Public bodies of the Netherlands

The three public bodies of the Bonaire, Sint Eustatius and Saba, became part of the Netherlands proper on October 10, 2010, but are not part of any province.[1]

Flag Arms Public Body Dutch name Capital Area
Population[3] Density
(per km²)
Flag of Bonaire
Coat of arms of Bonaire
Bonaire Bonaire / Boneiru (Papiamento) Kralendijk &10000000000000294000000294 &1000000000001541400000015,414 &1000000000000005200000052
Flag of Sint Eustatius
Coat of arms of Sint Eustatius
Sint Eustatius Sint Eustatius Oranjestad &1000000000000002100000021 &100000000000033000000003,300 &10000000000000157000000157
Flag of Saba
Coat of arms of Saba
Saba Saba The Bottom &1000000000000001300000013 &100000000000020000000002,000 &10000000000000154000000154

Historical background

Flags of the provinces at the Binnenhof Hofvijver, The Hague

Nearly all Dutch provinces can trace their origin to a medieval state, such as a county or a duchy, as can the provinces of regions in Belgium. Their status changed when they came under a single ruler who centralised their administration, somewhat relegating the separate states to provinces, 17 in total. From these unified Netherlands, seven northern provinces would form the Republic of the Seven United Provinces in the 17th century, namely Holland, Zeeland, Gelderland, Utrecht, Friesland, Overijssel and Groningen. The Republic's lands also included Drenthe (one of the 17, but without the autonomous status of the others), and parts of Brabant, Limburg and Flanders, which were considered to be "conquered lands" and were governed directly by the Staten-Generaal, the parliament, hence their name Generality Lands. They were called Staats-Brabant, Staats-Limburg and Staats-Vlaanderen, meaning "state-owned". Each of these "Netherlands" had a high degree of autonomy, co-operating with each other mainly on defense and on the international level in general, but keeping to their own affairs elsewhere.

On January 1, 1796, during the Batavian Republic, Drenthe and Staats-Brabant became the eighth and ninth provinces of the Netherlands; the latter known as Bataafs Brabant, Batavian Brabant, changing its name to Noord Brabant, North Brabant, in 1815 when it became part of the United Kingdom of the Netherlands, which also contained (then) South Brabant, a province in Belgium. This new unified state featured the provinces in their modern form, as non-autonomous subdivisions of the national state, and again numbering 17 provinces, though not all the same as the 16th century ones. In 1839, with the independence of Belgium, the original single province of Limburg was divided amongst the two countries, each now having a province called Limburg. A year later, Holland, the largest and most populous of the Dutch provinces, was also split into two provinces for a total of 11. The 12th member was to be Flevoland, a province consisting almost entirely of reclaimed land, established on January 1, 1986.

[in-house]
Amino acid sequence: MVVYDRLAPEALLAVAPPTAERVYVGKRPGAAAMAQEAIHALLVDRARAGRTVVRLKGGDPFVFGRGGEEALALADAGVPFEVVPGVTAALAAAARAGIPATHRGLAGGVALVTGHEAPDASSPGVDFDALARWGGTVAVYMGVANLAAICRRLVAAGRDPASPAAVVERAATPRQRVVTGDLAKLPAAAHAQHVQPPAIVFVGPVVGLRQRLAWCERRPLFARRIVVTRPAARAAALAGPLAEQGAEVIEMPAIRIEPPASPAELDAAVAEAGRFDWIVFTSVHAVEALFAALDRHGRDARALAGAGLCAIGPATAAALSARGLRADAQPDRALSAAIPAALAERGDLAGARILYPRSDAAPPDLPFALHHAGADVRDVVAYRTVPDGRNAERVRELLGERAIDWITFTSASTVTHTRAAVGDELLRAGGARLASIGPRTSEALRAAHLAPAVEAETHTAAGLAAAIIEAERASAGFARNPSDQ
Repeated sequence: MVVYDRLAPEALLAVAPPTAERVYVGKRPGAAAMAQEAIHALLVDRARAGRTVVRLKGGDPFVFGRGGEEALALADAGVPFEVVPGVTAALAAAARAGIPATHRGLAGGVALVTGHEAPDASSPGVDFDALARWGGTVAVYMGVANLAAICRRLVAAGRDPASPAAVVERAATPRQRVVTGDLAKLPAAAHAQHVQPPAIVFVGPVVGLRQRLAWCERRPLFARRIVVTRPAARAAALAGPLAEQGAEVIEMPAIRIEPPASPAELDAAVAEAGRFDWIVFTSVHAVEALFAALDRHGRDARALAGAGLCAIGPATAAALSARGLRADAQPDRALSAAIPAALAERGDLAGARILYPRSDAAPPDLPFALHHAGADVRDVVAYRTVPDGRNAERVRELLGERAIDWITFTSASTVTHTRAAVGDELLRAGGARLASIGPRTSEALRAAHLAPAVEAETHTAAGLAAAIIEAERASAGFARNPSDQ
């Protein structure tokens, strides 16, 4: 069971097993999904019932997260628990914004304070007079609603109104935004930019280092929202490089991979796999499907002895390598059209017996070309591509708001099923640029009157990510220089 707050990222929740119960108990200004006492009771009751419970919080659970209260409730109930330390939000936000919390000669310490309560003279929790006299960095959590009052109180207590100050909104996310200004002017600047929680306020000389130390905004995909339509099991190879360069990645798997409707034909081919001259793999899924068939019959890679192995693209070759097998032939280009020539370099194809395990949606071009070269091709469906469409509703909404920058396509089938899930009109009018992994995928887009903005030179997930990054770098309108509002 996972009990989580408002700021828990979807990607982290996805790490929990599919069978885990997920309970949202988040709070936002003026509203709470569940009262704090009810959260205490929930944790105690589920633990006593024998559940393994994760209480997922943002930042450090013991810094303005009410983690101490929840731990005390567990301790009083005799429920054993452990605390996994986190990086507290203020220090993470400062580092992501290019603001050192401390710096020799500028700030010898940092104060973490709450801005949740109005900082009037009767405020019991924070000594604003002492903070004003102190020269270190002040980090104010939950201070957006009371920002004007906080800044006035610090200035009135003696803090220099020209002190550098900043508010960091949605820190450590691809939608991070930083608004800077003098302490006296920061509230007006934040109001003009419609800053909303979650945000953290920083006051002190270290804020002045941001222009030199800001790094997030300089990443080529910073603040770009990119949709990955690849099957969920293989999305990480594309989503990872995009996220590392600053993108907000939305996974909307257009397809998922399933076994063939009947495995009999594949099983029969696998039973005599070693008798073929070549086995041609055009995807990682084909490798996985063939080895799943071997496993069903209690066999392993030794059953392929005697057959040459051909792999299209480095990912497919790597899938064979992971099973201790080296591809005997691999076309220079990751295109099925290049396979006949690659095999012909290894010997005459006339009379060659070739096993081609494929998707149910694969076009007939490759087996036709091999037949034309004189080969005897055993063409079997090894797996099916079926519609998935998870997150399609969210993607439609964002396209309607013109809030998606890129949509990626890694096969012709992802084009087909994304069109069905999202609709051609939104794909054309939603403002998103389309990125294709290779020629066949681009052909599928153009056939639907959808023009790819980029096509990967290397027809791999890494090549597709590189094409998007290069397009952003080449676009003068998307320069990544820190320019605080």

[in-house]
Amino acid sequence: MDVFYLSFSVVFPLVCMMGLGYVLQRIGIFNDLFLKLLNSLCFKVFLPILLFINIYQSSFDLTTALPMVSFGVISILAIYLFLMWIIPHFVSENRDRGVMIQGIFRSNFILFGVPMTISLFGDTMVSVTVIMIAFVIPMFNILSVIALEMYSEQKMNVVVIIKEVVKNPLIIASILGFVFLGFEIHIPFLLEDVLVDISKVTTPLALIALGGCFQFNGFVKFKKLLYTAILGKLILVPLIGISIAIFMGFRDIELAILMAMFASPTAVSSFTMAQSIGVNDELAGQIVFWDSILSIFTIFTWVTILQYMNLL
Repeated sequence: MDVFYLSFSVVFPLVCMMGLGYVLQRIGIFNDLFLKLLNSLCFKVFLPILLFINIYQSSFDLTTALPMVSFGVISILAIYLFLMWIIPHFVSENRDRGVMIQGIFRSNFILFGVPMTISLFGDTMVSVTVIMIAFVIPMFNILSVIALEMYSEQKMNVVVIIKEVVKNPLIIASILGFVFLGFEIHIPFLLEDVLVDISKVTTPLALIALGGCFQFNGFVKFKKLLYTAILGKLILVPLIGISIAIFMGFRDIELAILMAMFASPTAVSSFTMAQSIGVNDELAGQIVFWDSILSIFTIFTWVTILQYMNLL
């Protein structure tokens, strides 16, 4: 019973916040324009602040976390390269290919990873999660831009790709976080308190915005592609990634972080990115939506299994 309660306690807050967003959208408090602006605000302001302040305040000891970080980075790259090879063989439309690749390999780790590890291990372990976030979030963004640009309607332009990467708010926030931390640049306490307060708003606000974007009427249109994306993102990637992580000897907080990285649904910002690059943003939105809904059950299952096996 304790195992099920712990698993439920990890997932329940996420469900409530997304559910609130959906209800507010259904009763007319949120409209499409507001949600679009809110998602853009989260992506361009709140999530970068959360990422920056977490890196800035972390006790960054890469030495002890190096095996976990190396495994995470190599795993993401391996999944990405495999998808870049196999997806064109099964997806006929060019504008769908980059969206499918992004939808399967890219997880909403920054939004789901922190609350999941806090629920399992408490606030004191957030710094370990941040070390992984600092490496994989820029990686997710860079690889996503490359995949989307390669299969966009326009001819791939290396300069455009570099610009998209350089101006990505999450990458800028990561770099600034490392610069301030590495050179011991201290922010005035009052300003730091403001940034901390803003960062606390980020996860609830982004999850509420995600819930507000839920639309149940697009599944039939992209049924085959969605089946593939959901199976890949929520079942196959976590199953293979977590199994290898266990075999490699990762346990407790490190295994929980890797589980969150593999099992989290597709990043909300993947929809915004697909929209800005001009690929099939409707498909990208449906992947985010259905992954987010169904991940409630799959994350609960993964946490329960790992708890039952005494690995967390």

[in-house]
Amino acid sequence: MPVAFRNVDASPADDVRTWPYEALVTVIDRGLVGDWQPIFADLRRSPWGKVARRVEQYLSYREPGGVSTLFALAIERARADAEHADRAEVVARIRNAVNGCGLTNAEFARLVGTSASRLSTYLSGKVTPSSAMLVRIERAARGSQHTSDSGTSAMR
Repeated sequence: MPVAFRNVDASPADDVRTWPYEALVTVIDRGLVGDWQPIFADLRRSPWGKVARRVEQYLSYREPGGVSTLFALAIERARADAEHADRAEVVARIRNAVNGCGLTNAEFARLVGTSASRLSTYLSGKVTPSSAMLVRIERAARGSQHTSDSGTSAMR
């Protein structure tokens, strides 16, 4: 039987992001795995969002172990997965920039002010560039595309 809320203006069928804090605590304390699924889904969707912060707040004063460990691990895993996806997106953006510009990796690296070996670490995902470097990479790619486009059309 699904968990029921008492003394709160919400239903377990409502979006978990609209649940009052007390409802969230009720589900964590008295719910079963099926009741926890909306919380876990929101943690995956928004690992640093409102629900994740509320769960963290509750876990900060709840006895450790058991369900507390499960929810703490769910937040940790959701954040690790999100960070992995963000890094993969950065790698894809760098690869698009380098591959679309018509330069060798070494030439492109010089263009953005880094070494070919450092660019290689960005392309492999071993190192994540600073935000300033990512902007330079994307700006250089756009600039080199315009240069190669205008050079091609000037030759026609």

The Departments of the French Period

During the Batavian Republic, the Netherlands was from 1798 to 1801 completely reorganised into eight new departments, most named after rivers, inspired by the French revolutionary example, in an attempt to do away with the old semi-autonomous status of the provinces. They are listed below, with their capitals and the territory of the former provinces that they mostly incorporated:

Batavian Departments
English name Dutch name Capital Contained the territory of
Department of the Ems Departement van de Eems Leeuwarden Northern Friesland, Groningen
Department of the Old IJssel Departement van de Oude IJssel Zwolle Southern Friesland, Drenthe, Overijssel, Northern Gelderland
Department of the Rhine Departement van de Rijn Arnhem Central Gelderland, eastern Utrecht
Department of the Amstel Departement van de Amstel Amsterdam The area around Amsterdam